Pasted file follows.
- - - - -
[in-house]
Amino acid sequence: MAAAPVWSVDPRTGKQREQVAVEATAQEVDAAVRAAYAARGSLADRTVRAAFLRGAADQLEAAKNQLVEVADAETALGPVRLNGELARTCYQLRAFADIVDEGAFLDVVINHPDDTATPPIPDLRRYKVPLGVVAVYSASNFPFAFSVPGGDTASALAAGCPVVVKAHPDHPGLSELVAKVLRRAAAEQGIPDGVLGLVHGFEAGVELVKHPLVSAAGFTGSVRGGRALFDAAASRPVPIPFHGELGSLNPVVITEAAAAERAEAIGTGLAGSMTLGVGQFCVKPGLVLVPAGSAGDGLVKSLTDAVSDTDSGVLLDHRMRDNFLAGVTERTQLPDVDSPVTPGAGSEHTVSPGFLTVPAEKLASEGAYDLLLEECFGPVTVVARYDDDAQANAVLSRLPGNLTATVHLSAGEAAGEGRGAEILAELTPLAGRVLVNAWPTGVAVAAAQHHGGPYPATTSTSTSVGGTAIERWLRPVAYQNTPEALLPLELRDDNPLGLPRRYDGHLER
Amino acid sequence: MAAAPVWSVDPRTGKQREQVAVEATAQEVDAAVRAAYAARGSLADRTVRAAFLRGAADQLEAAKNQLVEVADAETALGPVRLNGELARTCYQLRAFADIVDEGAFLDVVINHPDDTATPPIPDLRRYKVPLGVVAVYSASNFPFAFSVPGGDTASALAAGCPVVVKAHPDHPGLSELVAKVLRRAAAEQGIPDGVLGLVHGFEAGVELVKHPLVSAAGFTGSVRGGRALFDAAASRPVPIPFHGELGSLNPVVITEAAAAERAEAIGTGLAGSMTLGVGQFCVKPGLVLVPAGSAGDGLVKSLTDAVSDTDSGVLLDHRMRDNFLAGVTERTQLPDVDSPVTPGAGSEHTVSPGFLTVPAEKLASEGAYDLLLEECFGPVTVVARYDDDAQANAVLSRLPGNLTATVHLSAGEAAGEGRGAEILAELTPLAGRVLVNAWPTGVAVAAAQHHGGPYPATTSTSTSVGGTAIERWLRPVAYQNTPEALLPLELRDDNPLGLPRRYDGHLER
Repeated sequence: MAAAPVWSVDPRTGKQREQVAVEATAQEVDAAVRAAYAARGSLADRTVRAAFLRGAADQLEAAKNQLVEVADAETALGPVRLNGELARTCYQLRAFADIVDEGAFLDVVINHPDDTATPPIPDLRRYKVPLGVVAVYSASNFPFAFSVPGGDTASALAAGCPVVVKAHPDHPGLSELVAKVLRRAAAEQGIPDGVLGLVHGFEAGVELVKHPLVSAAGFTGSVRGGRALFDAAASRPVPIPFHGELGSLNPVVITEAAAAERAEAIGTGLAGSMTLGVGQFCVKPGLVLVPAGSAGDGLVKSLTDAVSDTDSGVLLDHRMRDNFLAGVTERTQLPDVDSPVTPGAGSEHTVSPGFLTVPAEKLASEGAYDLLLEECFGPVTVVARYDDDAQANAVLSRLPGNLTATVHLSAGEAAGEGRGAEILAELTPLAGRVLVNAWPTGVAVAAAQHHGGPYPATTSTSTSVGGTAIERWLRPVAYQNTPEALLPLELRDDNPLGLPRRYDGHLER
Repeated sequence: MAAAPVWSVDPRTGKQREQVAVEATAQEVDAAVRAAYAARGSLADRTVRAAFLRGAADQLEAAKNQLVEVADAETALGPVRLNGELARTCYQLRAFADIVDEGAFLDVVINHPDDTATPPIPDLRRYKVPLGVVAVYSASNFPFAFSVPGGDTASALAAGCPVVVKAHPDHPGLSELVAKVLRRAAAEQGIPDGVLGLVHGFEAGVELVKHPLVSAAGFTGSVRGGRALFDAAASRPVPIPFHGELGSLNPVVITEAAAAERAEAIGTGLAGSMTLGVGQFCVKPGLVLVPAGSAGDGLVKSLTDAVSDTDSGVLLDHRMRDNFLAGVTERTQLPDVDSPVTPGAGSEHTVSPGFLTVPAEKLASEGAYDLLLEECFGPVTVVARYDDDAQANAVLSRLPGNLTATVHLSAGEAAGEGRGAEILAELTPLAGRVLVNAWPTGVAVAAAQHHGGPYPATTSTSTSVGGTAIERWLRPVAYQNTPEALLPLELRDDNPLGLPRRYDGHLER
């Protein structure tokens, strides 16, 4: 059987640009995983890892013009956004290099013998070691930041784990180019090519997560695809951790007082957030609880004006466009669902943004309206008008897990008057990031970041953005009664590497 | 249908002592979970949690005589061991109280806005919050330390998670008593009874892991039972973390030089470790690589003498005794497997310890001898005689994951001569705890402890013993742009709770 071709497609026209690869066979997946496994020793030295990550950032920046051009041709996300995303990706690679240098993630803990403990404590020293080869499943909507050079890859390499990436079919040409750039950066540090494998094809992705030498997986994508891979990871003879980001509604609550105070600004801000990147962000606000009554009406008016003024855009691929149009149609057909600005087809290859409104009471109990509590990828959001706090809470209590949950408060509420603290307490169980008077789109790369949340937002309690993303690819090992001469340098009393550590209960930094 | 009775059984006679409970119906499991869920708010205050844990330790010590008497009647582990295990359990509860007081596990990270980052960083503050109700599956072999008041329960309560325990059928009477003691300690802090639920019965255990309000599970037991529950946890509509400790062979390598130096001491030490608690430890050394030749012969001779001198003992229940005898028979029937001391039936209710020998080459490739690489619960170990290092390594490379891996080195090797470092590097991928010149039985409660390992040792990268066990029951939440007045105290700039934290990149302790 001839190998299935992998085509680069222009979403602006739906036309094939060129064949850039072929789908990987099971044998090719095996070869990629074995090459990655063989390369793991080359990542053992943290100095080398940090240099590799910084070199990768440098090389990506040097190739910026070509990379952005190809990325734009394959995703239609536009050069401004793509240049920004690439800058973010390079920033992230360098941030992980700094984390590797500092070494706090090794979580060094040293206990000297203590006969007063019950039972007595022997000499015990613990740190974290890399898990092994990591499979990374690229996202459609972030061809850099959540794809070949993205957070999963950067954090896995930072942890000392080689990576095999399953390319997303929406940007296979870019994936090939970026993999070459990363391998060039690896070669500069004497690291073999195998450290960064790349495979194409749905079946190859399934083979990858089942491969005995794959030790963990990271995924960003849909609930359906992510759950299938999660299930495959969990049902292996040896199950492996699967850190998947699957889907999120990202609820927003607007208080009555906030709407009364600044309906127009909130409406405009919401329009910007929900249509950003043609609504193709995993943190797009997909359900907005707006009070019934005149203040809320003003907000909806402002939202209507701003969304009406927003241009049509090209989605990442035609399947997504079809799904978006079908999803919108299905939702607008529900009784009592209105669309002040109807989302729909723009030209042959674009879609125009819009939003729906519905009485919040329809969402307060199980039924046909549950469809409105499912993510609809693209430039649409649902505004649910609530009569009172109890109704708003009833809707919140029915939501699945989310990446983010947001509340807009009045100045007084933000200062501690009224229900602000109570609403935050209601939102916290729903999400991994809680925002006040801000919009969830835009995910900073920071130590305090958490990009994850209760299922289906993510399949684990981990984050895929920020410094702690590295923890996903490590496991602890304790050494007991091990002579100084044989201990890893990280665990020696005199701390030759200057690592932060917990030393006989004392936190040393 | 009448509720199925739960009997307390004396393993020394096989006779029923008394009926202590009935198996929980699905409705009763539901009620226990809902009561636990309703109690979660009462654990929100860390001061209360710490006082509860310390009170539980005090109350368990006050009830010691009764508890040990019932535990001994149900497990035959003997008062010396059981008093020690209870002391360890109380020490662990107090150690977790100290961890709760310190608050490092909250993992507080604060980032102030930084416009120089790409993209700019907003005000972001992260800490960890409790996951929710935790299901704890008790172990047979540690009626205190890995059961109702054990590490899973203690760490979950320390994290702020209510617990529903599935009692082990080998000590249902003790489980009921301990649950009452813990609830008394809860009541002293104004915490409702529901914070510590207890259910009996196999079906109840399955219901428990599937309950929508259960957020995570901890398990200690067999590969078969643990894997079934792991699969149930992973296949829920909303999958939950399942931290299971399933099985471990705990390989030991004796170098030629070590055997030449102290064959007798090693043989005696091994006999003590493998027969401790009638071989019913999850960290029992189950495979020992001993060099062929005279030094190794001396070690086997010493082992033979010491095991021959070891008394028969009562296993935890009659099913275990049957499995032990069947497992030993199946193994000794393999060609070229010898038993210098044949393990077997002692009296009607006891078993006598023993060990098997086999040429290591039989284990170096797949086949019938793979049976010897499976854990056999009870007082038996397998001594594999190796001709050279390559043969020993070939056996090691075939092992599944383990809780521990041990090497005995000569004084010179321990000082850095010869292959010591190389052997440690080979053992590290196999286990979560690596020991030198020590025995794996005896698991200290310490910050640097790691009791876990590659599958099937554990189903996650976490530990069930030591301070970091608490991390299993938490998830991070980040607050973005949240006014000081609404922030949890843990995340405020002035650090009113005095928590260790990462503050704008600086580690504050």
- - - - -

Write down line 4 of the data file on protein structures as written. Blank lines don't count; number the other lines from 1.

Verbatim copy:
Repeated sequence: MAAAPVWSVDPRTGKQREQVAVEATAQEVDAAVRAAYAARGSLADRTVRAAFLRGAADQLEAAKNQLVEVADAETALGPVRLNGELARTCYQLRAFADIVDEGAFLDVVINHPDDTATPPIPDLRRYKVPLGVVAVYSASNFPFAFSVPGGDTASALAAGCPVVVKAHPDHPGLSELVAKVLRRAAAEQGIPDGVLGLVHGFEAGVELVKHPLVSAAGFTGSVRGGRALFDAAASRPVPIPFHGELGSLNPVVITEAAAAERAEAIGTGLAGSMTLGVGQFCVKPGLVLVPAGSAGDGLVKSLTDAVSDTDSGVLLDHRMRDNFLAGVTERTQLPDVDSPVTPGAGSEHTVSPGFLTVPAEKLASEGAYDLLLEECFGPVTVVARYDDDAQANAVLSRLPGNLTATVHLSAGEAAGEGRGAEILAELTPLAGRVLVNAWPTGVAVAAAQHHGGPYPATTSTSTSVGGTAIERWLRPVAYQNTPEALLPLELRDDNPLGLPRRYDGHLER